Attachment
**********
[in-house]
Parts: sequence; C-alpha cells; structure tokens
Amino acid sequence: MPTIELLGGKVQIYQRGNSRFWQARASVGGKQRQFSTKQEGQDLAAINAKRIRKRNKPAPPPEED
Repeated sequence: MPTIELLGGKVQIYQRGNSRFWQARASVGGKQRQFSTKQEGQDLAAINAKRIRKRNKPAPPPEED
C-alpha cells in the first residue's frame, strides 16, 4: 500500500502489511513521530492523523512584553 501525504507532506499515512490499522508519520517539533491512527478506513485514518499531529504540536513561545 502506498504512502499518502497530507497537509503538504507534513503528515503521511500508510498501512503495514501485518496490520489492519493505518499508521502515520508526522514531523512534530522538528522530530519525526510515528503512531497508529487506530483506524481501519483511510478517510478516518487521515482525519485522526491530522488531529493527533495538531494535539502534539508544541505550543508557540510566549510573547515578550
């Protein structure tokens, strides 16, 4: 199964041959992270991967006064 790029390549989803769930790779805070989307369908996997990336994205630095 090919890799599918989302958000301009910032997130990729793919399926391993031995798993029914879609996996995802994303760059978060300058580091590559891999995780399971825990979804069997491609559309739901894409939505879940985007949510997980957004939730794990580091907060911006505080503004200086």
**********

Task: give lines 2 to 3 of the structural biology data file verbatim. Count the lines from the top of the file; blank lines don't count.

Parts: sequence; C-alpha cells; structure tokens
Amino acid sequence: MPTIELLGGKVQIYQRGNSRFWQARASVGGKQRQFSTKQEGQDLAAINAKRIRKRNKPAPPPEED